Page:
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Optimising the performance of frontline implementers engaged in the NTD programme in Nigeria: lessons for strengthening community health systems for universal health coverage

OLUWULE, A
et al
November 2019

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This research article focuses on optimising the performance of frontline implementers engaged with NTD programme delivery in Nigeria. Three broad themes are examined: technical support, social support and incentives

Qualitative data was collected through participatory stakeholder workshops. Eighteen problem-focused workshops and 20 solution-focussed workshops were held  in 12 selected local government areas (LGA) across two states in Nigeria, Ogun and Kaduna States

 

Human Resources for Health, 2019 Nov 1;17(1):79

doi: 10.1186/s12960-019-0419-8

Disability, CBR & Inclusive Development, Volume 30, No.2, 2019 (Summer 2019)

June 2019

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Research articles are:

 

  • Stereotypes about Adults with Learning Disabilities: Are Professionals a Cut Above the Rest?
     
  • Perceptions of Primary Caregivers about Causes and Risk Factors of Cerebral Palsy in Ashanti Region, Ghana
     
  • Changes in Social Participation of Persons Affected by Leprosy, Before and After Multidrug Therapy, in an Endemic State in Eastern India
     
  • Users’ Satisfaction with Assistive Devices in Afghanistan
     
  • Perceived Benefits and Barriers to Exercise among Physically Active and Non-Active Elderly People

 

Brief reports are:

  • The GRID Network: A Community of Practice for Disability Inclusive Development
     
  • A Preliminary Report of the Audiological Profile of Hearing Impaired Pupils in Inclusive Schools in Lagos State, Nigeria

 

An experiential report is given:

  • MAANASI - A Sustained, Innovative, Integrated Mental Healthcare Model in South India

 

Mainstreaming inclusive education: Sharing good practices

KABANI, Maliha
HEIJNEN-MAATHUIS, Els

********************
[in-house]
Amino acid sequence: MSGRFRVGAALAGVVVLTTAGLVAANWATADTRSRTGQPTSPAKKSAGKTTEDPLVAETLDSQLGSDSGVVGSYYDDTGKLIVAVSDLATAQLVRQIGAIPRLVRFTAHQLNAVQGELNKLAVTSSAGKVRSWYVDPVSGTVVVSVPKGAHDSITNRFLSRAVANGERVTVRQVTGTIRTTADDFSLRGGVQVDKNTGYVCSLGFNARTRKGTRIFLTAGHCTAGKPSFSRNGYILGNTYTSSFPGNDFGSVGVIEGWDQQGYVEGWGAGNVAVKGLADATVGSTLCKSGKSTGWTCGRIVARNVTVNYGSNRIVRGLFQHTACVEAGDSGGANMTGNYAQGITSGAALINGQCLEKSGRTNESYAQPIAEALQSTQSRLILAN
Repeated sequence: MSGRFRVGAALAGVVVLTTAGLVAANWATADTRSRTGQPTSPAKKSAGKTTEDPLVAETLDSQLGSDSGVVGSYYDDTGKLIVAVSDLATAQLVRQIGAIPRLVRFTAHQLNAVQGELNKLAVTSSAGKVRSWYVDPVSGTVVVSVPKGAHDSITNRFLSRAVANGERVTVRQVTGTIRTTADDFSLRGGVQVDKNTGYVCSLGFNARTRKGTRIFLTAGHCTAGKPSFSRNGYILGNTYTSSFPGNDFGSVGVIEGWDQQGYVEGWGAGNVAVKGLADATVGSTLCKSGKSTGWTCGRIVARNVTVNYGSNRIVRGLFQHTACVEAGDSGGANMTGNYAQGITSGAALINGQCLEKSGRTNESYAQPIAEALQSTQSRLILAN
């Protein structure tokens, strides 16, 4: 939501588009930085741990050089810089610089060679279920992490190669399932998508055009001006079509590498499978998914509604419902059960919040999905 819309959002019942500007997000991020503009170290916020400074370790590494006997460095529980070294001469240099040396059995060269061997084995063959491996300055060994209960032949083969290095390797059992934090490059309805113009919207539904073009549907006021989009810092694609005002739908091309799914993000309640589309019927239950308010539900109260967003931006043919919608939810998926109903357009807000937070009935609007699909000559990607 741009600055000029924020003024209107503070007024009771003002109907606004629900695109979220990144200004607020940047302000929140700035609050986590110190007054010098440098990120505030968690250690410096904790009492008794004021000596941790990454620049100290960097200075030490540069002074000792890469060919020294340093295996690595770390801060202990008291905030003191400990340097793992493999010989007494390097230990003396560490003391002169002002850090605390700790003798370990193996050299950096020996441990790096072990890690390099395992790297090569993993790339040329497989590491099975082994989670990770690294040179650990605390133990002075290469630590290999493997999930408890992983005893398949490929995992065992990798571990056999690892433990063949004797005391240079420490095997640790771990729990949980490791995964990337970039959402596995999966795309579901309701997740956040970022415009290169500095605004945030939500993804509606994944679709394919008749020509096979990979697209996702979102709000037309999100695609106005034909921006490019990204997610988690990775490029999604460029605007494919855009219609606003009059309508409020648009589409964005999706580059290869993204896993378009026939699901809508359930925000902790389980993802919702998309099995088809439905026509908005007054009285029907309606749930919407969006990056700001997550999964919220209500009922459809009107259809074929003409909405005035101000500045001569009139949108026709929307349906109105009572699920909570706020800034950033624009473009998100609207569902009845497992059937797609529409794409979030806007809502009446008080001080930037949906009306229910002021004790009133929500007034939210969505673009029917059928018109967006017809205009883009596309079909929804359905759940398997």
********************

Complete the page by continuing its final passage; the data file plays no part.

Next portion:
LIGNELL, Mats
et al
May 2019

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The primary aim of this documentation is to provide a deeper understanding of how Save the Children projects have applied more inclusive concepts in not only changing the lives of children with disabilities, those living in poverty or children from ethnic minority populations, their families and communities, but in catalysing changes in policies and practices to the education system to benefit all learners. The stories follow a common structure describing the background of the project, a description of an approach that has worked especially well in the project, followed by stakeholder and partner engagement, participation of children, key milestones and significant challenges, scalability and sustainability, recommendations for replication and contact links for project tools and materials. A selection of practical tools and models have been attached as annexes.

Individualised funding interventions to improve health and social care outcomes for people with a disability: a mixed-methods systematic review. Campbell Systematic Reviews 2019:3

FLEMING, Padraig
et al
January 2019

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This Campbell systematic review examines the effects of individualised funding on a range of health and social care outcomes. It also presents evidence on the experiences of people with a disability, their paid and unpaid supports and implementation successes and challenges from the perspective of both funding and support organisations.

 

This study is a review of 73 studies of individualised funding for people with disabilities. These include four quantitative studies, 66 qualitative and three based on a mixed-methods design. The data refer to a 24-year period from 1992 to 2016, with data for 14,000 people. Studies were carried out in Europe, the US, Canada and Australia.

 

DOI 10.4073/csr.2019.3

Disability and vocational rehabilitation in rural settings

HARLEY, Debra
et al
2018

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A graduate student textbook offered in 39 chapters, each with different authors and subjects. Abstracts, test questions and citations are freely available on-line. Full text is charged for. The book surveys rehabilitation and vocational programs aiding persons with disabilities in remote and developing areas in the U.S. and abroad. Contributors discuss longstanding challenges to these communities, most notably economic and environmental obstacles and ongoing barriers to service delivery, as well as their resilience and strengths. Considerations are largely of the US but there is a chapter on each of Asia and Pacific region, Australasia, Canada, Mexico, India, Turkey, Colombia and the UK. 

 

Learning from experience: Guidelines for locally sourced and cost-effective strategies to modify existing household toilets and water access

WORLD VISION
CBM Australia
2018